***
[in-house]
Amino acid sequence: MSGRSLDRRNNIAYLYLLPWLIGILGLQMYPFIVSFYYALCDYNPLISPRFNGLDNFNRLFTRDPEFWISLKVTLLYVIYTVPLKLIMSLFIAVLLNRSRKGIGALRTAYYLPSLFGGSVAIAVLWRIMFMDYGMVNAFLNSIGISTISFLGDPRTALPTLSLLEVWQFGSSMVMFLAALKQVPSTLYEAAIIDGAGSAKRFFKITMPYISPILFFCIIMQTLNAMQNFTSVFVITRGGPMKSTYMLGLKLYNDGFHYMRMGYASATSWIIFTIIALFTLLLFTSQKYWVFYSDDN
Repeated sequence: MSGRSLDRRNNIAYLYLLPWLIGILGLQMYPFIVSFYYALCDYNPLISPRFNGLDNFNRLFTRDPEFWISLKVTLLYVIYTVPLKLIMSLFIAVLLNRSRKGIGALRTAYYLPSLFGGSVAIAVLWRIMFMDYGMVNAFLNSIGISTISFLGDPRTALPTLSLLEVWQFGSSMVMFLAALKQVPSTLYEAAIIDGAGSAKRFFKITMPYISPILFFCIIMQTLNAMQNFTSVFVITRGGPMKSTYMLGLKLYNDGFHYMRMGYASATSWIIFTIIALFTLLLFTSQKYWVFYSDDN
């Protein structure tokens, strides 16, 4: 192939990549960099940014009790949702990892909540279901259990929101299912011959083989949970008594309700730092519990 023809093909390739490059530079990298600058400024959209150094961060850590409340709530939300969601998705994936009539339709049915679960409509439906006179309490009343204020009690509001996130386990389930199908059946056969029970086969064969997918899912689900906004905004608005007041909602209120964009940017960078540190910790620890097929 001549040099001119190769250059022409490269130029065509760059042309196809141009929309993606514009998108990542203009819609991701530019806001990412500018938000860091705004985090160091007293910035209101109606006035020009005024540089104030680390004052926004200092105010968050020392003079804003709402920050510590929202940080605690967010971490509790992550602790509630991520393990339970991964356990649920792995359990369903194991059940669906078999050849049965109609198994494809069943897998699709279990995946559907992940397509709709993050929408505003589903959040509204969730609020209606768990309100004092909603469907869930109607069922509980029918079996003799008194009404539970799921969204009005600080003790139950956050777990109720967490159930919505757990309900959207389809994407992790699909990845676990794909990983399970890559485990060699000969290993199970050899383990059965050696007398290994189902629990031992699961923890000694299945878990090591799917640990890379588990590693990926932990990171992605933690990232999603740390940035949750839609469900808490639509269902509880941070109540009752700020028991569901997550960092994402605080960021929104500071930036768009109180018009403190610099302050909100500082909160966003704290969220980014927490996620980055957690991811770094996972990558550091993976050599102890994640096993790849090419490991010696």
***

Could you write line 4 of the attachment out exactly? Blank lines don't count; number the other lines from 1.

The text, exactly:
């Protein structure tokens, strides 16, 4: 192939990549960099940014009790949702990892909540279901259990929101299912011959083989949970008594309700730092519990 023809093909390739490059530079990298600058400024959209150094961060850590409340709530939300969601998705994936009539339709049915679960409509439906006179309490009343204020009690509001996130386990389930199908059946056969029970086969064969997918899912689900906004905004608005007041909602209120964009940017960078540190910790620890097929 001549040099001119190769250059022409490269130029065509760059042309196809141009929309993606514009998108990542203009819609991701530019806001990412500018938000860091705004985090160091007293910035209101109606006035020009005024540089104030680390004052926004200092105010968050020392003079804003709402920050510590929202940080605690967010971490509790992550602790509630991520393990339970991964356990649920792995359990369903194991059940669906078999050849049965109609198994494809069943897998699709279990995946559907992940397509709709993050929408505003589903959040509204969730609020209606768990309100004092909603469907869930109607069922509980029918079996003799008194009404539970799921969204009005600080003790139950956050777990109720967490159930919505757990309900959207389809994407992790699909990845676990794909990983399970890559485990060699000969290993199970050899383990059965050696007398290994189902629990031992699961923890000694299945878990090591799917640990890379588990590693990926932990990171992605933690990232999603740390940035949750839609469900808490639509269902509880941070109540009752700020028991569901997550960092994402605080960021929104500071930036768009109180018009403190610099302050909100500082909160966003704290969220980014927490996620980055957690991811770094996972990558550091993976050599102890994640096993790849090419490991010696």